12th July 2017
Naddy Onions, Grayling’s Head of UK Digital, shares her insights on influencer marketing and how to get it right.
It is critical to thoroughly research prospective influencers before you make your pitch to them. Do their channels complement your client or campaign? Do they work with any competitors? Do they create the sort of content your campaign requires? Are they within your budget? All of which are fundamental things to understand to help you create the perfect influencer shortlist for your campaign.
Once you’ve identified the influencers you want to work with, connect with them by sending your pitch. If you don’t want to turn an influencer off instantly, be sure not to start it with the very lazy and generic ‘dear blogger’. It’s important not to be vague, send as much detail as possible and be honest about your budget and your expectations. I find influencer campaigns are the most successful when a brand is open to an influencer partnership, as opposed to a very prescriptive brief, which tends to limit creativity.
Working with influencers generally costs money, even if you are offering them a great experience, such as a holiday, don’t assume otherwise. Influencer costs are sometimes detailed on their blogs or channels, if they aren’t, be upfront with your expectations and budget in your pitch so that you have a starting point to work from together.
If you want a blogger to feature or review what your brand offers, you need to physically put your offer in to their hands, whether that’s a product or experience, so that their able to write about it credibly. This sounds obvious but too many bloggers are contacted to review products without actually being given them, which effectively limits your options to an advert, as opposed to a genuine review.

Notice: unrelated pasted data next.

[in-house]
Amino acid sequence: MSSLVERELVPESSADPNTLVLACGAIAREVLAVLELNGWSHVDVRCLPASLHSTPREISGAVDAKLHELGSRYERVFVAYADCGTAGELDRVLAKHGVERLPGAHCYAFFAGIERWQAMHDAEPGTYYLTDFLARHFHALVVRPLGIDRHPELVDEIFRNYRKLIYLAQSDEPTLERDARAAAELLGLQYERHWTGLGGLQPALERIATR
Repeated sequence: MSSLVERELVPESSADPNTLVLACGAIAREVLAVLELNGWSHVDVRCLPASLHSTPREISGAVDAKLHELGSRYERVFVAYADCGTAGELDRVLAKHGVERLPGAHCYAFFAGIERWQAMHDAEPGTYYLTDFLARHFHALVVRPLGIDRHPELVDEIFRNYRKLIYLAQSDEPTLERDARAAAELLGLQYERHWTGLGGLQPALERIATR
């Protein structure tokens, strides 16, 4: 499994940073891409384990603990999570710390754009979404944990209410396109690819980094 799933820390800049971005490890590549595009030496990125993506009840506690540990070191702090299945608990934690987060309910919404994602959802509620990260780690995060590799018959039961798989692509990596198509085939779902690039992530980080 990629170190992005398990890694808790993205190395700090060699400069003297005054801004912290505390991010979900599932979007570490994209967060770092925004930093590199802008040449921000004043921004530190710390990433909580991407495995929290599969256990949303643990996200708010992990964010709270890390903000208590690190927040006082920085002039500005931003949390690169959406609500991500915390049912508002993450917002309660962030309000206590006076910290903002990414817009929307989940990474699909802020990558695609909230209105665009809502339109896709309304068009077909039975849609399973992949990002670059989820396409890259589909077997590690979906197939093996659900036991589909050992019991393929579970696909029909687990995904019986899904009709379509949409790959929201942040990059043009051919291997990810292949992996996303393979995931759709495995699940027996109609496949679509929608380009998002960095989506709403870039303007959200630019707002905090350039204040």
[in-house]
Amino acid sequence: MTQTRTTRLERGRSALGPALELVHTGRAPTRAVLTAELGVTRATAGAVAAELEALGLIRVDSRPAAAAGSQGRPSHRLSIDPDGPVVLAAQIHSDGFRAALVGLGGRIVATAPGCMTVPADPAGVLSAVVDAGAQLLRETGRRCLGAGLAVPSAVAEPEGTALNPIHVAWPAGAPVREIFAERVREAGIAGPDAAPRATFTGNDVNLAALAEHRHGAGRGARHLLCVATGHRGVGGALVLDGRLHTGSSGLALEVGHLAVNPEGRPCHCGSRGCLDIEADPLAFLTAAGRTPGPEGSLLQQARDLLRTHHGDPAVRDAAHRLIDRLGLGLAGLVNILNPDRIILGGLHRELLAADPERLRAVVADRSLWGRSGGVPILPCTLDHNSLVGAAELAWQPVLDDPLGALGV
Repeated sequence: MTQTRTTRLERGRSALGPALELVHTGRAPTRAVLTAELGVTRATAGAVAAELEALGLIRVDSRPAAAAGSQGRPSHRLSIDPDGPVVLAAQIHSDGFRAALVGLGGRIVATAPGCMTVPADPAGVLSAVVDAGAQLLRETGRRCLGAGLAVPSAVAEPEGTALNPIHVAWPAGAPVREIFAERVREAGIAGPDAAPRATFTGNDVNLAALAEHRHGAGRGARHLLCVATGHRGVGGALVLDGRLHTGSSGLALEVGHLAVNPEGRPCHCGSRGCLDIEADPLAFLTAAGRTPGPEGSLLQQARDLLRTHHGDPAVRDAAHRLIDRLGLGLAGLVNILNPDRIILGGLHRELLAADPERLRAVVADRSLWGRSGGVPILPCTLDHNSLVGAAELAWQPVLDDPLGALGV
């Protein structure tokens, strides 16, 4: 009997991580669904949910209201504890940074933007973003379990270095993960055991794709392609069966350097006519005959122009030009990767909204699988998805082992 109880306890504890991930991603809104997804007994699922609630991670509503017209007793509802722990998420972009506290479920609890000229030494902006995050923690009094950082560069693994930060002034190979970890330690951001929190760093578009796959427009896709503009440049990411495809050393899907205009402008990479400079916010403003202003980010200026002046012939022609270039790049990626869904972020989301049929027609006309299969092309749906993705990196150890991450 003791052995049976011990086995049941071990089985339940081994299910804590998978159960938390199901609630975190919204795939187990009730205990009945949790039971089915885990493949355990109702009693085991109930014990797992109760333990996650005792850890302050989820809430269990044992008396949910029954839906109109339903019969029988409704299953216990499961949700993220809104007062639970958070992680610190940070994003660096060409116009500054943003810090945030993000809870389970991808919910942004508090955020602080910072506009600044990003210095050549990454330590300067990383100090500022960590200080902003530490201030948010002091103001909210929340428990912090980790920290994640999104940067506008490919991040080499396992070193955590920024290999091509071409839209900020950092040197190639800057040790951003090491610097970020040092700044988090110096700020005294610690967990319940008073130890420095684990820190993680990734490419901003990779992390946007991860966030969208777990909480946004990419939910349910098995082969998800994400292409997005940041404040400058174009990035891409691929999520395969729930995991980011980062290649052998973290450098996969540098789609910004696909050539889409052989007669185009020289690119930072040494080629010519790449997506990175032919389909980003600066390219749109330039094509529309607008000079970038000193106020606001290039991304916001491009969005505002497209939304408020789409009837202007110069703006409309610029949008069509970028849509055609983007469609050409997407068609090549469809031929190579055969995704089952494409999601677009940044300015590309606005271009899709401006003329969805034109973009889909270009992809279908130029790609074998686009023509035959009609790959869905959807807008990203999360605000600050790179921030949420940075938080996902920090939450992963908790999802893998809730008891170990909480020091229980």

You need to plan well in advance for influencer involvement in your campaign, my rule of thumb is to expect influencers to be working three months in advance, so whilst some may be able to turn content around quickly, others will be fully booked for at least twelve weeks. It also may be beneficial to your campaign if you can be flexible on dates, bloggers may have something else scheduled that could be mutually beneficial to your campaign, always try and be open to that as it usually ensures you’ll get much more engaging content.
If there are any changes to your campaign at all, keep your influencer in the loop so that where possible they can re-schedule content.
Unless you have specified ownership in a contract, the influencer remains the sole owner of all content they have created for your campaign, and whilst influencers are happy for a brand to re-share the content across their own channels, it cannot be used for their own marketing purposes without influencer consent. Content uses generally affect the influencer cost, so ensure you are clear on your clients expectations.
Be sure to ask the influencer for a detailed report once the campaign has ended so that you can understand how the content has performed on their channels. This is also a great opportunity to discuss how you could work together in the future, and present any recommendations back to your client.
10th August 2017
What does "off the record" mean, anyway?
Vetreran reporter, Eric Taub gives the journalist's perspective. As Grayling Chief Client Officer, Danica Ross, so aptly pointed out, short-lived White House communications chief Anthony...Read More
10th August 2017
It’s a loud world out there, but do you have to shout to be an influencer?
Brigit Carlson reflects on the nature of influence.It’s become impossible to ignore social media. We live in a world where the nightly news spends time dissecting the latest tweets from our...Read More
9th August 2017
Thought Leadership: Are we all really thought leaders?
Last month, I mediated a lively discussion with an international group of communications executives on the now so popular PR strategy must-have…Thought Leadership. For many of us in communications,...Read More